One example would be to use the cars with a share program such as that from GoGet. The share cars are parked at reserved parking spaces in the inner suburbs. It would make sense to equip these parking spaces with recharging stations. This would maximise the use of the cars.

There were staff of both the federal environment and innovation departments at the briefing. Hopefully they are not considering giving Mitsubishi a subsidy for the car in Australia. There are a lot better ways Australia could spend its money in the national economic and environmental interests.

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Thursday, April 02, 2009

Electric cars not zero emission

Mitsubishi i MiEV Mitsubishi are demonstrating their i MiEV electric car in Australia and have invited me for a test drive. I have already driven an Australian made electric car. The i MiEV is an electric version of the Mitsubishi i small car. The invitation referred to the i MiEV as a zero drive-time emissions
electric vehicle. This is an interesting, very precise description. The issue is that the electric car does not emit CO2, but generating the electricity to charge the car may do so. Most electricity in Australia is generated from burning coal, which produces CO2 pollution (especially Victorian brown coal). If the car is recharged from this coal sourced electricity, then it cannot be reasonably described as a zero emissions vehicle. However, it is technically correct to qualify this with "drive-time" to indicate that while you are driving the car it emits no CO2. This is a distinction which the general public are unlikely to understand and Mitsubishi need to be careful they do not make misleading statements about the green credentials of the car.

From a public policy point of view there is not a strong case for electric cars in Australia. If you recharged the car using renewable energy, the emissions would be less. But little petrol cars are very fuel efficient. The nation, the environment and the car owner might be better off with a small conventional powered car. The money saved over buying an electric car could be spent on renewable energy for use at home. With larger cars a diesel engine, natural or LPG gas might be a better option than electric. Until there are reasonably priced sources of renewable energy there may be only a very limited role for the electric car in Australia.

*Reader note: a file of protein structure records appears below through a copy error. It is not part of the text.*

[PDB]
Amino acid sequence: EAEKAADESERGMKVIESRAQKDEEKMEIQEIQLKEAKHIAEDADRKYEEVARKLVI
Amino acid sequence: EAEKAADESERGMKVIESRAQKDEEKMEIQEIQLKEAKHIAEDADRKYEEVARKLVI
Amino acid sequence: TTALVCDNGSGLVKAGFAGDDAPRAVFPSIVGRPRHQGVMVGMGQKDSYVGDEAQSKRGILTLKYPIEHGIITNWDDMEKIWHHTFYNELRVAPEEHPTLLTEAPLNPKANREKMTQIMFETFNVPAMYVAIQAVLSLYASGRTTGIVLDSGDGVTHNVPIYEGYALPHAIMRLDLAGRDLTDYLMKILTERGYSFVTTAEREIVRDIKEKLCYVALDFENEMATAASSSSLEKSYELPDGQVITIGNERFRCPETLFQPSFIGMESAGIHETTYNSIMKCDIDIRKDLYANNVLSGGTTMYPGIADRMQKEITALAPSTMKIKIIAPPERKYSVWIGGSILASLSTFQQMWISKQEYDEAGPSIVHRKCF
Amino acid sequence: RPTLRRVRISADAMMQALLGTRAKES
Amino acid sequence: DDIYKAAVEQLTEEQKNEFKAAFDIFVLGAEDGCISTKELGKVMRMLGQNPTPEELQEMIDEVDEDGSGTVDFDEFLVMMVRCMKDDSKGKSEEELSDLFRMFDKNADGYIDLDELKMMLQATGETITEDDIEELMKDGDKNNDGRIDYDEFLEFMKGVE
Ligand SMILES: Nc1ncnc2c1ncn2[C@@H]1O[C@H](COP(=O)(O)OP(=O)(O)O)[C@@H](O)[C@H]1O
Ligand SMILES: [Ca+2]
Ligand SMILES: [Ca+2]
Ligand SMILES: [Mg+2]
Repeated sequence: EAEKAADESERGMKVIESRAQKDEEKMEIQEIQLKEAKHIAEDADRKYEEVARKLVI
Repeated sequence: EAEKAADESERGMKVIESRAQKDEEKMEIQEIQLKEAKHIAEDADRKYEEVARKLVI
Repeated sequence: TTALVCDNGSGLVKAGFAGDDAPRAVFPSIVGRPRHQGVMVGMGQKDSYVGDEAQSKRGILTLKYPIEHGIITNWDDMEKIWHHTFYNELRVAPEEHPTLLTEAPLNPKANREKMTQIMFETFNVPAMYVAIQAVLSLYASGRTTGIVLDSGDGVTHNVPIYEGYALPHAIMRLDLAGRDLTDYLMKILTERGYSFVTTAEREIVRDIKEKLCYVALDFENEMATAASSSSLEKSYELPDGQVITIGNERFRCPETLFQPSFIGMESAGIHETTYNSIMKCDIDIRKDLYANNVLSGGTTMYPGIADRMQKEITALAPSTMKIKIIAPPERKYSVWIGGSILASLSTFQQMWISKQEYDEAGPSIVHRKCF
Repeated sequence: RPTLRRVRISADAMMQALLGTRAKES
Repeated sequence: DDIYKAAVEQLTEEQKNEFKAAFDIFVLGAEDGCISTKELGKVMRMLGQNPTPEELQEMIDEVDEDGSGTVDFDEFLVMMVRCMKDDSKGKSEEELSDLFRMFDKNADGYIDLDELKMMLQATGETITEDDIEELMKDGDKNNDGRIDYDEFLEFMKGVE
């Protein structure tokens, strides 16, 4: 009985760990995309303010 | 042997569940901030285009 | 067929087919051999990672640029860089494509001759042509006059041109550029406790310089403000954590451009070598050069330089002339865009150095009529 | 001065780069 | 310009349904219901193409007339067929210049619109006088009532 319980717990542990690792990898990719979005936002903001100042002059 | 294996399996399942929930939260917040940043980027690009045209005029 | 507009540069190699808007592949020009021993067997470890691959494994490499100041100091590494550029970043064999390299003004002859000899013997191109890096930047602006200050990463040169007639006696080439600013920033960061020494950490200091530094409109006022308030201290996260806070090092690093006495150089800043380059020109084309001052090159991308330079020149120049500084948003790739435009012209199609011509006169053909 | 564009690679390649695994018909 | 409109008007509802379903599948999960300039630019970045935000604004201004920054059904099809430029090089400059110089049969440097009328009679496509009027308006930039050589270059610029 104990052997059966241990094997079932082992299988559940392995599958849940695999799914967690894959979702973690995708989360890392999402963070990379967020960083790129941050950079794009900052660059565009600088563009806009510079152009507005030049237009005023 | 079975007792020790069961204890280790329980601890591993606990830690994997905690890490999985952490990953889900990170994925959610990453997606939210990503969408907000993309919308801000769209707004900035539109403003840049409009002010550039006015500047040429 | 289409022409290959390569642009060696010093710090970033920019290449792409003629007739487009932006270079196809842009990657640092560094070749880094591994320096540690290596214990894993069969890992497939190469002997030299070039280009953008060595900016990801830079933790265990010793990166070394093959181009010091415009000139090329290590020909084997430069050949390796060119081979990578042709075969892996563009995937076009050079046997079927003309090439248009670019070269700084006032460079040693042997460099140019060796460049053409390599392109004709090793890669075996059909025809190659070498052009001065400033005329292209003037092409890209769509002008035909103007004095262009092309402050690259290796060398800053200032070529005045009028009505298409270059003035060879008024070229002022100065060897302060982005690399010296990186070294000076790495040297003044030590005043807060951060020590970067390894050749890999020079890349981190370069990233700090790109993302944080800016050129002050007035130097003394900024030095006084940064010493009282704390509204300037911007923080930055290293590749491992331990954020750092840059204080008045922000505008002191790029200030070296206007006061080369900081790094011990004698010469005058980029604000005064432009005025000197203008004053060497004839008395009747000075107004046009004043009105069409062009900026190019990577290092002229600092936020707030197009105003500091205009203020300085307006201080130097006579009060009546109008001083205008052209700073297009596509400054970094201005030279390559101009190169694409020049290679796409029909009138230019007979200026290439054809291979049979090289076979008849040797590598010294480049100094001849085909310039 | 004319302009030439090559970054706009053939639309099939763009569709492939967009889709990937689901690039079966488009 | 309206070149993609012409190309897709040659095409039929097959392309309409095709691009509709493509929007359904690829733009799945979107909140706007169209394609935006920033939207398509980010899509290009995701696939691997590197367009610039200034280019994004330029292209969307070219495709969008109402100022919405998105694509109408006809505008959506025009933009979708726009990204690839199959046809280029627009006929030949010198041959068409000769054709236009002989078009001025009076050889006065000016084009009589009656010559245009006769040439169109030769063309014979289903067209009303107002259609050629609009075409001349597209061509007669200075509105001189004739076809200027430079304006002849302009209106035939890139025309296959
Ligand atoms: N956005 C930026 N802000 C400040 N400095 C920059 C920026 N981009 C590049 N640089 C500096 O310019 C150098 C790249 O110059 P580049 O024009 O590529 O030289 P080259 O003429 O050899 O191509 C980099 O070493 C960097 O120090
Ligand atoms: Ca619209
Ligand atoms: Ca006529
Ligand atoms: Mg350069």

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Saturday, January 31, 2009

Mitsubishi i MiEV electric car in Australia

Mitsubishi i MiEVAccording to a media release, Mitsubishi will be demonstrating their i MiEV electric car in Australia. So called "key stakeholders and decision makers" will be given a drive of an electric car "for the first time". I have already driven an Australian made electric car, but have asked Mitsubishi for a test drive, when theirs comes to Canberra. The i MiEV is an electric version of their petrol engine Mitsubishi i small car. Such retrofits of very small cars have been technically successful, but a marketing failure in the past. The problem is that customers what to show they have an environmental vehicle and that very small conventional cars are already efficient. Toyota's Prius has been a success because it looks different to Toyota's petro cars and is not too small.
"... Do we have sufficient sources of renewable energy to re-charge these cars in growing numbers? Do we have the infrastructure in place to enable full utilisation of electric vehicles? Are the incentives in place to encourage the early adoption of this cutting edge technology? These are the sort of issues that need to be addressed now, in order to create the market and the rationale to bring these cars to sale in this country.

Following display of the i MiEV in February at the Melbourne International Motor Show, Mitsubishi Motors will be moving this ground-breaking technology around the capital cities of Australia in a motorcade of public demonstrations, specialist briefings and individual drive experiences for key government officials, fleet managers, environmental opinion leaders and the media.

Later in the year we will build on this initial exposure program with a diverse range of longer term trials of the i MiEV in government and private fleets across the nation.

With this i MiEV program, Mitsubishi Motors Australia Limited (MMAL) will be seeking to prove to key stakeholders the true viability of this cutting-edge technology, and in doing so lay the foundations for the proposed sale of the vehicle in the Australian market.

The vehicle As one of the company's initiatives for reducing global warming and dependence on fossil fuels, MMC plans to bring the i MiEV electric vehicle to market in Japan in 2009.

i MiEV utilizes a large-capacity lithium-ion battery system and a compact, high-output electric motor in place of the traditional gasoline power train. ..."